I am confident you will find something if you are willing.  Try to keep your chin up.

Are you able to fly free or at some significant discount?

Asked by zzzach almost 5 years ago

At my current job, no I can't get any discounts or free flights. It depends on who you work for. If you work for an actual passenger airline, there is usually an employee discount of some kind, or free flying via standby status. Some other employers have arrangements with airlines for discounts.

Do you ever have to go into the air traffic control tower to troubleshoot something with a pilot during a flight? If you can't solve it over the radio, do you have the authority to order the pilot to divert?

Asked by Oprahh over 4 years ago

I have never had that situation, or heard of a mechanic having to do that. 

Flight crews do occasionally confer with their company's maintenance control dept in flight about things. But this wouldn't involve the tower. 

As a mechanic, I have no authority to tell the flight crew to do anything in flight. Once I release the aircraft for flight as "Airworthy", the aircraft is the Captain's.

Tower aircraft controllers, or an FAA person would have authority to order a plane to divert. 

 

Is there a particular aircraft you work on that you consider to be the best made / most sturdy?

Asked by smittay_101 almost 5 years ago

The best made/most sturdy award goes, hands down, to the Douglas DC-8 series aircraft. I have never worked on a more overbuilt, Mack Truck of an airplane.

can you email me at swissie@hotmail.ca i have a few questions for you that i need to ask for my assignment

Asked by Shawn over 4 years ago

Done and done.  :)

Are you responsible for ALL mechanical aspects of the plane, or do airplane mechanics have specialties?

Asked by Django almost 5 years ago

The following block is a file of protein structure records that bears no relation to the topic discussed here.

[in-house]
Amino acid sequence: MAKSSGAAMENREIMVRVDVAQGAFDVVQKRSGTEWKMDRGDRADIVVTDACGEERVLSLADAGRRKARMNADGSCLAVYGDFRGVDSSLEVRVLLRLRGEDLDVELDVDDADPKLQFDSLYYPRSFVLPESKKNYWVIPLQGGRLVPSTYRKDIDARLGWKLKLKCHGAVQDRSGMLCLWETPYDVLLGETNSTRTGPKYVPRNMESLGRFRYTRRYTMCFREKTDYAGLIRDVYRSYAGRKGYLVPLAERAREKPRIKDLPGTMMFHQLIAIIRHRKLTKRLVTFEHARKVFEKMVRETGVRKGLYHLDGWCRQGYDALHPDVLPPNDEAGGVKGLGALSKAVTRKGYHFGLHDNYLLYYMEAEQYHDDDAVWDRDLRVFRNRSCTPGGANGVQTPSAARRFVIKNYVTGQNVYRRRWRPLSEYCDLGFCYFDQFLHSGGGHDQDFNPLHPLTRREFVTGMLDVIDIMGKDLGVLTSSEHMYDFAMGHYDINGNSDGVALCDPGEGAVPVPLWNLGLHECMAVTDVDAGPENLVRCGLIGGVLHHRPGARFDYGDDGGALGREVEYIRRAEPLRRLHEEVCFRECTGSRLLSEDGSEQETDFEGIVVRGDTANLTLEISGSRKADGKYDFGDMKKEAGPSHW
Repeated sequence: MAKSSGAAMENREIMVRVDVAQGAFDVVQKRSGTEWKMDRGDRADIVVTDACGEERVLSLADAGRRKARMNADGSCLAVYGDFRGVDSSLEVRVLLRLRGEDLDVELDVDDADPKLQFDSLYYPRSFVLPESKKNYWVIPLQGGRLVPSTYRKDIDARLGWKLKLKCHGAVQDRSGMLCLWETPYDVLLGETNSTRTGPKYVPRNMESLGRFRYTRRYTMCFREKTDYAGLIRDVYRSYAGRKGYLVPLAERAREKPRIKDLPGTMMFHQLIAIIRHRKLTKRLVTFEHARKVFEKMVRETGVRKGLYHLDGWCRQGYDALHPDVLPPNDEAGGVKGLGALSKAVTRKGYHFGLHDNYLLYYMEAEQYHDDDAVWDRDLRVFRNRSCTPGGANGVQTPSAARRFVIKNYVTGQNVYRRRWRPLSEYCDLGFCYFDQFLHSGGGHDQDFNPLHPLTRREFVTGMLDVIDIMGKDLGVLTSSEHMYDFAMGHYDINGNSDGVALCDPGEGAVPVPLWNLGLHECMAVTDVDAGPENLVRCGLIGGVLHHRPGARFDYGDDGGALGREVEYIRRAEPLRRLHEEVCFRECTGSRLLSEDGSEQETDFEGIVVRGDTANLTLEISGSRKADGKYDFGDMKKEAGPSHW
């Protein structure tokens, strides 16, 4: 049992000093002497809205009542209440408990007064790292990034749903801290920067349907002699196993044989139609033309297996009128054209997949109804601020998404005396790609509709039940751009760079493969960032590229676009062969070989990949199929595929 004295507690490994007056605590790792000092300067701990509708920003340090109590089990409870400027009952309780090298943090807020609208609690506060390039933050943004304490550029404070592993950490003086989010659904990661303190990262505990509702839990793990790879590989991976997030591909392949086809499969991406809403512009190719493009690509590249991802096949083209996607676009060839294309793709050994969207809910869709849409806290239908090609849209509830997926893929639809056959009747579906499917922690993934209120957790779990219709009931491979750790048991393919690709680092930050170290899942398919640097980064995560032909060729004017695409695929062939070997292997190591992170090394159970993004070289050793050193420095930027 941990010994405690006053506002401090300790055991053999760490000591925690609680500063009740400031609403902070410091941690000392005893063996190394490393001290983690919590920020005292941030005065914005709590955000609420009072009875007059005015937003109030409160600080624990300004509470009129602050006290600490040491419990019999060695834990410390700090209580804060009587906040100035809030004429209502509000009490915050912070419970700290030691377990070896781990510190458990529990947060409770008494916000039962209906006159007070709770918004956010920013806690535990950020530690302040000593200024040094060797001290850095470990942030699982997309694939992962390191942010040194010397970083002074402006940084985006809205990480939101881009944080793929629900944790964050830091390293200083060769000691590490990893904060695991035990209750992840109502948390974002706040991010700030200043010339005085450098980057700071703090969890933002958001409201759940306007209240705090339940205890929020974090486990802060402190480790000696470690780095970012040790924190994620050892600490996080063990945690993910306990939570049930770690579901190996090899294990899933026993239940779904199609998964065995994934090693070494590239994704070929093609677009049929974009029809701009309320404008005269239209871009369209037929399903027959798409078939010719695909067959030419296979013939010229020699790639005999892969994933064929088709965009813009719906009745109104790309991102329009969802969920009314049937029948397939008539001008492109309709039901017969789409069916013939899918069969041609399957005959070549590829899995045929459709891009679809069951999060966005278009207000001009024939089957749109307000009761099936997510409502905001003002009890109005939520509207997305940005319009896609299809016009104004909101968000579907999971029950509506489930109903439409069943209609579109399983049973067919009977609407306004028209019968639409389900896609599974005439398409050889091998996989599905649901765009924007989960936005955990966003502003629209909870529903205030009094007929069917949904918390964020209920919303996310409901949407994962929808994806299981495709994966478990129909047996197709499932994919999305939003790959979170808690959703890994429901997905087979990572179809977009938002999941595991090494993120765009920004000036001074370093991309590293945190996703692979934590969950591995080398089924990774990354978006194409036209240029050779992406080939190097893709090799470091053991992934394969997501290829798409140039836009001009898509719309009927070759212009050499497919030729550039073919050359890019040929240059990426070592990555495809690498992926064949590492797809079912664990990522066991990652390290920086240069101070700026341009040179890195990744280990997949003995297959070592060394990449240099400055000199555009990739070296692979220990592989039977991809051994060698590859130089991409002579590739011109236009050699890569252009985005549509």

In general, the larger the place you work, the more specialized the people and teams tend to get. Avionics people doing the electronic stuff, sheetmetal doing all the sheetmetal work, mechanics doing all the mechanical stuff, etc. If you work for a smaller place, or are out on your own at a remote outstation, or as a ride on mechanic; it is possible that you would have to do whatever task pops up. As an AOG/Ride on mechanic in the past, I’ve had to do a tire change, troubleshoot a fuel quantity problem, and perform a small sheetmetal repair; all in the same day, same plane, by myself. This would tend to be more common on smaller aircraft as well, as they tend to be privately owned, or operated by smaller organizations. Some mechanics do work only in specialties. Sometimes a mechanic will only have the Airframe portion of his/her A&P license, and they can only officially work on structures and associated systems. Same for someone with only a Powerplant license; they can only work on engines and their systems (typically defined as anything on the engine side of the firewall). There are also people who never work anything except Avionics, seats, painting and such. The typical person with an A&P (Airframe & Powerplant) license, is expected to be more of a ‘jack of all trades’ when it comes to aircraft. And mechanics that can actually perform as such, are valuable to have around.